VotePact on “The Monitor” with Mark Bebawi

June 7th, 2016

Sam Husseini and Mark Bebawi talk about how fear motivates for Hillary Clinton and Donald Trump campaigns and how VotePact offers a solution. Audio at kpft.org starts at 13:00. Some background on the show.

Against Greenwald Resigning to Public “Suffering” of Trump and Clinton

May 3rd, 2016

Speaking of likely nominees Donald Trump and Hillary Clinton, the writer Glenn Greenwald ended his appearance on the program “Democracy Now” this morning thus: “These are the two most unpopular presidential candidates ever to run, I think, in 30 years. They have the highest unfavorable ratings of any nominees in decades. The only thing they’re able to do to one another is try and be as toxic and nasty and destructive as possible, because everybody has already decided, more or less, that they’re so unlikable. And so, it’s going to be the opposite of an inspiring election. It’s just going to be two extremely unpopular people trying to destroy the other on both a personal level, backed by huge amounts of money and serving more or less the same interests.”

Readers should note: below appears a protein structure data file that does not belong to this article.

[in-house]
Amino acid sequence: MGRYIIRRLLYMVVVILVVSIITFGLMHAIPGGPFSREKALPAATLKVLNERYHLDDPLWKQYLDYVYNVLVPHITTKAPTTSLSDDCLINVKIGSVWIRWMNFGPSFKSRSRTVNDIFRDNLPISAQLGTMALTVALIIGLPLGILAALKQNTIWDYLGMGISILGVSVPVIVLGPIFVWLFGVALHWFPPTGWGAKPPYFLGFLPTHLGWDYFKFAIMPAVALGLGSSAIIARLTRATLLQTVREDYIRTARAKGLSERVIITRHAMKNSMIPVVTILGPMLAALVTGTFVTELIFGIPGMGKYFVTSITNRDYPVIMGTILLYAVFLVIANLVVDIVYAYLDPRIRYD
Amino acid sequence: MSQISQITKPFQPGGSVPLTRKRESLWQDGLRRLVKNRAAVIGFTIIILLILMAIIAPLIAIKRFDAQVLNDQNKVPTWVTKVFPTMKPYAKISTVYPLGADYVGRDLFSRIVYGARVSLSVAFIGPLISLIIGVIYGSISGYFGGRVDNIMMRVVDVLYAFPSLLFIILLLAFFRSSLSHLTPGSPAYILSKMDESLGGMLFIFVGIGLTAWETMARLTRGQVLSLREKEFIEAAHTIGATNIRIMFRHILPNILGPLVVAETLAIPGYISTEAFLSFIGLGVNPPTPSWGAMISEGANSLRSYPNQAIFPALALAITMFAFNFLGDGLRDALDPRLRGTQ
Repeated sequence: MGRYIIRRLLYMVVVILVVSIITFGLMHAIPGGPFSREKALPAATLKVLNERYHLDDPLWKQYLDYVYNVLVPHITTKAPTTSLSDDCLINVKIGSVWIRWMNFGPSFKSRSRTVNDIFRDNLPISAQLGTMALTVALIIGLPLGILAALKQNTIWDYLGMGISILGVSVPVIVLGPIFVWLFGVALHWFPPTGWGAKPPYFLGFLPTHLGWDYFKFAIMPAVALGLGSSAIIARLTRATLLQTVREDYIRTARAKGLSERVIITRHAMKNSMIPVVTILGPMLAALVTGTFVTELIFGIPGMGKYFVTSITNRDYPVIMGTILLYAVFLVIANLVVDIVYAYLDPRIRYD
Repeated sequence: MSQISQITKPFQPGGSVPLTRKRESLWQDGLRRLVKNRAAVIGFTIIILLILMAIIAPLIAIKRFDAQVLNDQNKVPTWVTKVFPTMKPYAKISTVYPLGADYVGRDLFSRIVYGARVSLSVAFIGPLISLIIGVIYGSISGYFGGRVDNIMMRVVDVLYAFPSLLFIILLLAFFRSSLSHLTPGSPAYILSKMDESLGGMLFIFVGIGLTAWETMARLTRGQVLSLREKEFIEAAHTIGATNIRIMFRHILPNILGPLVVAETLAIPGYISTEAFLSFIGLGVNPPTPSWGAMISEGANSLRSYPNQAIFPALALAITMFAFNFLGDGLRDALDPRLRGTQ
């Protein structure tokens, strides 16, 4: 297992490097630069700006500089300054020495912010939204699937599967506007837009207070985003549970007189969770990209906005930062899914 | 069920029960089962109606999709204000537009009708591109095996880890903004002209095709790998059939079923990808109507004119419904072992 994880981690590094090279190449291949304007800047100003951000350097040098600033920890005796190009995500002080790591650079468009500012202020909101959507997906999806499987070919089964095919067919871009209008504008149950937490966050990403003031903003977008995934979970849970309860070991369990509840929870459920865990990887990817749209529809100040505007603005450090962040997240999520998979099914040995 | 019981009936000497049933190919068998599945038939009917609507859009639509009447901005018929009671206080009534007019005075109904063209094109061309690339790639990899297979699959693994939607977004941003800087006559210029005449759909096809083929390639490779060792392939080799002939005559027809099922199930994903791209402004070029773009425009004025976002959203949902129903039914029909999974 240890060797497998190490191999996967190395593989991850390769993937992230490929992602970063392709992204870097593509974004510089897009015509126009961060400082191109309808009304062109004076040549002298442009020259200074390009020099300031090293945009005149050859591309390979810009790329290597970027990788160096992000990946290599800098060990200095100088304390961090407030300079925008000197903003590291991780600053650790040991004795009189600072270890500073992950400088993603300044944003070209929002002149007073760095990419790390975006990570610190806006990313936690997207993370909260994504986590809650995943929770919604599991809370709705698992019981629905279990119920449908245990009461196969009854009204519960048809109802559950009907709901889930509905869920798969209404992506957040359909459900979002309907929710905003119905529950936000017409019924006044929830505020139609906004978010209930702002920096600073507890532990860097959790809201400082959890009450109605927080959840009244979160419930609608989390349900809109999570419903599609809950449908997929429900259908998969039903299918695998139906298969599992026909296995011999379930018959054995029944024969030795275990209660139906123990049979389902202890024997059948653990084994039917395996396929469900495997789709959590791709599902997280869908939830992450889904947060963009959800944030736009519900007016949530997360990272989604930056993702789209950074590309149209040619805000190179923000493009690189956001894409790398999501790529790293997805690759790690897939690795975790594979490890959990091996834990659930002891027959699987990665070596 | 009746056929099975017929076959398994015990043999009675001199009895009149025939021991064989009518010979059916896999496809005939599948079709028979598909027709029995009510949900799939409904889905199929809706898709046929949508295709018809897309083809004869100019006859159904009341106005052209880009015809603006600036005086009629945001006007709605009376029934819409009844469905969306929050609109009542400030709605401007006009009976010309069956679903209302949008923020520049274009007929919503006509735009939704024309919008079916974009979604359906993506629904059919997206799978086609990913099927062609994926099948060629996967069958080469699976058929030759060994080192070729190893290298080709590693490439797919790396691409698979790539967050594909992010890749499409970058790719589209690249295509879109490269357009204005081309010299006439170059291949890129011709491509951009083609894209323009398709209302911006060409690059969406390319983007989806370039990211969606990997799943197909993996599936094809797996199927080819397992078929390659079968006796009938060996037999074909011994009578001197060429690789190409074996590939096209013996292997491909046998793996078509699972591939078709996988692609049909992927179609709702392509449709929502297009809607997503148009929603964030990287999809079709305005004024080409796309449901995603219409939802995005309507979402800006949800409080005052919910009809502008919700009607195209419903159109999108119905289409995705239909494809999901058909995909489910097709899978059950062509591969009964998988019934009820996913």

Now, I could quibble with parts of that (I think there’s a limit to how nasty they can or will be towards each other in some ways given that they represent, as Greenwald rightly states, more or less the same interests), but on balance, I think that’s a fair summary of the situation.

Unfortunately, Greenwald then in a subtle but critical way goes off track: “I think the two parties and the establishment leaders in Washington, and the people who support and run that whole system, have gotten exactly the election that they deserve. Unfortunately, Americans are going to have to suffer along with them.”

I think Greenwald is wrong on both these points and I think it’s central to how one views politics. Perhaps upon reflection Greenwald — who speaks in a rapid, engaging style — will agree.

First off, the people who support and run the whole system are not getting the election they “deserve”. They’re getting the election they largely wanted. One “choice” — despite some anti-establishment rhetoric — is a billionaire who indicates that he’s a xenophobic misogynist who at times doesn’t want a minimum wage at all. The other, by all serious indications, is the leading pro-war corporate elitist. That seems to be a no lose proposition to the establishment. The public would seem to be trapped in this system because so many people find each of them so repulsive.